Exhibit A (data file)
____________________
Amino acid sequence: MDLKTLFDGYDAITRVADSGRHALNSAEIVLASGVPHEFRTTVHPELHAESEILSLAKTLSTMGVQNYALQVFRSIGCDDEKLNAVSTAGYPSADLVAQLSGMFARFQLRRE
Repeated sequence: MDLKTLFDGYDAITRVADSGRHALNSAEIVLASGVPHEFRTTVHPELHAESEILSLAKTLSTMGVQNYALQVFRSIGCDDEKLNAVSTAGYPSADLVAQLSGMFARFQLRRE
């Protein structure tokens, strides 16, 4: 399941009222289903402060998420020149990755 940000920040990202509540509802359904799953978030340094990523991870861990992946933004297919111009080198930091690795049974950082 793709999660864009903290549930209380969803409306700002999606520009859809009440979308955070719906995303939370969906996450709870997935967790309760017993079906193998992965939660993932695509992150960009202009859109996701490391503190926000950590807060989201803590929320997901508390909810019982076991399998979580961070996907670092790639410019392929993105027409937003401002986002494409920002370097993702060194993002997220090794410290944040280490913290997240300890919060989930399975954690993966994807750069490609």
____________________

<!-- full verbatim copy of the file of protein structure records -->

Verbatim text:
Amino acid sequence: MDLKTLFDGYDAITRVADSGRHALNSAEIVLASGVPHEFRTTVHPELHAESEILSLAKTLSTMGVQNYALQVFRSIGCDDEKLNAVSTAGYPSADLVAQLSGMFARFQLRRE
Repeated sequence: MDLKTLFDGYDAITRVADSGRHALNSAEIVLASGVPHEFRTTVHPELHAESEILSLAKTLSTMGVQNYALQVFRSIGCDDEKLNAVSTAGYPSADLVAQLSGMFARFQLRRE
């Protein structure tokens, strides 16, 4: 399941009222289903402060998420020149990755 940000920040990202509540509802359904799953978030340094990523991870861990992946933004297919111009080198930091690795049974950082 793709999660864009903290549930209380969803409306700002999606520009859809009440979308955070719906995303939370969906996450709870997935967790309760017993079906193998992965939660993932695509992150960009202009859109996701490391503190926000950590807060989201803590929320997901508390909810019982076991399998979580961070996907670092790639410019392929993105027409937003401002986002494409920002370097993702060194993002997220090794410290944040280490913290997240300890919060989930399975954690993966994807750069490609």